When you don’t always have the time or energy to gather up all the necessary ingredients to make a smoothie, these smoothie cups are your answer for a quick, refreshing drink. When ready for a creamy smoothie, just drop a couple of the frozen cups into a blender with some additional liquid and you’re good to go. For the easiest extraction of the smoothie cups, it’s best to use bendable silicone muffin cups.
Blueberries are a fantastic source of disease-fighting antioxidants, while ricotta cheese provides plenty of satiating protein, and the almonds are brimming with healthy fats.
2 cups (500 mL) unflavoured almond milk (plus extra, for just before using)
2 cups (500 mL) blueberries
Juice of 1/2 lemon
1 cup (250 mL) reduced fat (light) ricotta cheese
2 Tbsp (30 mL) pure maple syrup or honey
1 tsp (5 mL) vanilla extract
1/2 tsp (2 mL) cinnamon
1/3 cup (80 mL) raw almonds
Place all ingredients into blender container in order listed and blend until smooth, about 1 minute.
Divide mixture among 12 medium-sized muffin cups and freeze until solid, about 4 hours.
Unmould smoothie cups, place in airtight container, and return to freezer until ready to use. If you have trouble unmoulding frozen cups, try placing bottom of muffin tin in warm water for several seconds, being careful not to thaw contents.
When ready to make smoothie, place 1 cup (250 mL) almond milk or other liquid of choice and 2 blueberry smoothie cups into blender container; blend until smooth. For most blenders, it’s best to slice smoothie cups into quarters first before placing in blender container.
Each serving (based on 2 smoothie cups, not including added liquid) contains: 135 calories; 5 g protein; 7 g total fat (1 g sat. fat, 0 g trans fat); 16 g carbohydrates; 2 g fibre; 136 mg sodium
source: "The Big Chill", alive #358, August 2012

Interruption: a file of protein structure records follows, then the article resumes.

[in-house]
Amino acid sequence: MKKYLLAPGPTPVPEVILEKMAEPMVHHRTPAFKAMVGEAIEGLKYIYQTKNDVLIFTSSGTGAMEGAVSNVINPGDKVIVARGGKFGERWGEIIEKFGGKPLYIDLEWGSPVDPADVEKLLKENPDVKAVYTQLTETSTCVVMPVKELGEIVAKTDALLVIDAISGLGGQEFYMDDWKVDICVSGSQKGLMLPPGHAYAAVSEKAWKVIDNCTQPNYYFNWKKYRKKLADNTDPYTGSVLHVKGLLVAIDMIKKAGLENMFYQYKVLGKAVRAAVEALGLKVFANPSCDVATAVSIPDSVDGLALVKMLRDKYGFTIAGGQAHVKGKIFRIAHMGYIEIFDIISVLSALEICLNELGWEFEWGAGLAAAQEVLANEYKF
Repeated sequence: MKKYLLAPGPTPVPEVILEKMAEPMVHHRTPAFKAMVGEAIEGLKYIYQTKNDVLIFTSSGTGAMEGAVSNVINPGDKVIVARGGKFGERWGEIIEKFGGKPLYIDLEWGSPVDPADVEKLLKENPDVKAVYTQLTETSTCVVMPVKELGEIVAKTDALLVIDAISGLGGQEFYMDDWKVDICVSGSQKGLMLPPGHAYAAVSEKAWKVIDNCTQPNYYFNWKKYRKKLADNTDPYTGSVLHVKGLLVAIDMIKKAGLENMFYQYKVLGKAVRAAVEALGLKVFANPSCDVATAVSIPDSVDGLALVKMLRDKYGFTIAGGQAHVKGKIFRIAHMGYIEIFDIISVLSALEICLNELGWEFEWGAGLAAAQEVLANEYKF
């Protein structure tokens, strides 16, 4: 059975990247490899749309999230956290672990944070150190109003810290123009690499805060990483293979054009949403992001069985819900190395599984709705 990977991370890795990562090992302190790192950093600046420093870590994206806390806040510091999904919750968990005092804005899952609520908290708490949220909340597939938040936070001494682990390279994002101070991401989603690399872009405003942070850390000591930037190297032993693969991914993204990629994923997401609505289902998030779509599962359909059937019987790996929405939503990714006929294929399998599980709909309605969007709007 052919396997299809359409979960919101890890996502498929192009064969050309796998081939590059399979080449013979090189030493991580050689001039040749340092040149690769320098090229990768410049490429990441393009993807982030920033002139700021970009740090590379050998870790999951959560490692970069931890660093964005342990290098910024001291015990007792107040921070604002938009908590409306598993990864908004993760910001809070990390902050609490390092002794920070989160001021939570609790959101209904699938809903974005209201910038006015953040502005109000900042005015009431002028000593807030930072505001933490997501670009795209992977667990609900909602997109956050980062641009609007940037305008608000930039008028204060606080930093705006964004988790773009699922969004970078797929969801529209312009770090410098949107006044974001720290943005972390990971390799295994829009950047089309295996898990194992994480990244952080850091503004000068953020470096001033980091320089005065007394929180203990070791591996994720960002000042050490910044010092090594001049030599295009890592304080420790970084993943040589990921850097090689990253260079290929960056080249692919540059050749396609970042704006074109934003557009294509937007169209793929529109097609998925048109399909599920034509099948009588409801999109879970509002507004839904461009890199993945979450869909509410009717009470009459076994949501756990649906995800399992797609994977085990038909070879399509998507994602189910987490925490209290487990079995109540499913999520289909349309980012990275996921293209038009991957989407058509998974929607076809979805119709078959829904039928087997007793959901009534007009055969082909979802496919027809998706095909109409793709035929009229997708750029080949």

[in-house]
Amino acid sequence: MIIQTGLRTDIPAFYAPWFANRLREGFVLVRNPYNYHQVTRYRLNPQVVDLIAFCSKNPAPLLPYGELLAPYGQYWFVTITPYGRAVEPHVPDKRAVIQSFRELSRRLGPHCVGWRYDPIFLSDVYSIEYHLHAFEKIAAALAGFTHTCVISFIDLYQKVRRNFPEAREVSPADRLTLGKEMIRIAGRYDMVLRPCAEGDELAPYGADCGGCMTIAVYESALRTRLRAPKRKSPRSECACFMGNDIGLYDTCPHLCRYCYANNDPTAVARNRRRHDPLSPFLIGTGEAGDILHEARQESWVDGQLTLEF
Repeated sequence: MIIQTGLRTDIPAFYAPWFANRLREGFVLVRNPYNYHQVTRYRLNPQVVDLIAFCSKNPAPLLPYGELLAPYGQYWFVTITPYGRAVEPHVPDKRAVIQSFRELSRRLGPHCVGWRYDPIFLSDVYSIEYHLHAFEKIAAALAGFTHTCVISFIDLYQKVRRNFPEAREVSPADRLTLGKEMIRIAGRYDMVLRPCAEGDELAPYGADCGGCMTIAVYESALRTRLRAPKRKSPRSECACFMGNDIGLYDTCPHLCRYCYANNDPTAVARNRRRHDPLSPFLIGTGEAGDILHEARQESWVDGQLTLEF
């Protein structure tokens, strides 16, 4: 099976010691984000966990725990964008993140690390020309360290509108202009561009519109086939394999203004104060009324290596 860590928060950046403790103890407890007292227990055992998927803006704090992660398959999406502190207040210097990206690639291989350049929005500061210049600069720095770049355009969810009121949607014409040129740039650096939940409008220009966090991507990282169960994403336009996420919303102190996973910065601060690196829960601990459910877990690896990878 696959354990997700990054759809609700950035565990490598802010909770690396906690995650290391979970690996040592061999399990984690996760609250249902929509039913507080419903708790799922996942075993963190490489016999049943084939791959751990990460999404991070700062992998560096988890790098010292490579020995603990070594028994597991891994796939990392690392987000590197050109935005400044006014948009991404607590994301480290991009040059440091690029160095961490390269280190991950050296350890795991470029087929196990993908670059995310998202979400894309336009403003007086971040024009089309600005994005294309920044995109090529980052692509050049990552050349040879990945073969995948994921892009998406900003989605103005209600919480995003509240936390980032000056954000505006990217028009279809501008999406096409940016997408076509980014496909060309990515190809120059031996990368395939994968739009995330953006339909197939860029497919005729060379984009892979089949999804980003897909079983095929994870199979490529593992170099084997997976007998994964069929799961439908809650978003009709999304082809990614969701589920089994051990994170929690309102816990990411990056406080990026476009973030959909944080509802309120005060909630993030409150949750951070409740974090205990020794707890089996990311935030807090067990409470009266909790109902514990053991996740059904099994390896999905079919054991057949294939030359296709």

This Asian-inspired stir-fry takes full advantage of the crunch Brussels sprouts achieve when they’re heated quickly. The sweet-and-sour sauce delivers a tangy edge, and tempeh offers plant-based protein and a blast of umami. If you want meat in the dish, you can replace tempeh with ground pork. Ready, set, go Stir-frying is a cooking method that thrives on speed. That means you want to have all of your ingredients prepped and ready to go into the pan. That also means no chopping on the fly.
Two fall stalwarts—rutabaga and Swiss chard—team up to bring seasonal flavour to these baked savoury cakes. A topping of velvety cashew cream adds a little extra spark. Rutabaga burgers, anyone? You can also prepare these cakes burger-style in a skillet. Simply form rutabaga and chard mixture into burger-sized patties and cook in greased skillet over medium-high, until golden brown on both sides.
If you’re feeling a bit burnt out when it comes to your typical morning repast, consider pivoting to this bowl of nutrition and quintessential fall flavours. It might just be the cozy sweater of the breakfast world. If you need extra energy to power your day, you can scatter on some crunchy granola. The sweet potato mixture can be made a day or two in advance and reheated in the microwave before serving. Pick of the crops For sautéing purposes, you want to use pears that keep their shape when heated. Bosc and Anjou are two good options. Fuji, Cortland, Honeycrisp, and Empire are excellent apple choices for heating in the skillet, as they won’t turn too mushy.
A plant-based spinoff of shepherd’s pie makes an ideal use for those surplus starches. Flavour-rich shiitake mushrooms and saucy lentils meet creamy potatoes in a protein-filled and satisfying comfort meal packed with nutrition and perfect for any cool-weather dinner. Mash it up Do you have other kinds of leftover mash on hand? Any mash befits the top of this comfort food. Try substituting potatoes with mashed sweet potatoes or yams. For lower carb options, try celeriac or cauliflower mash!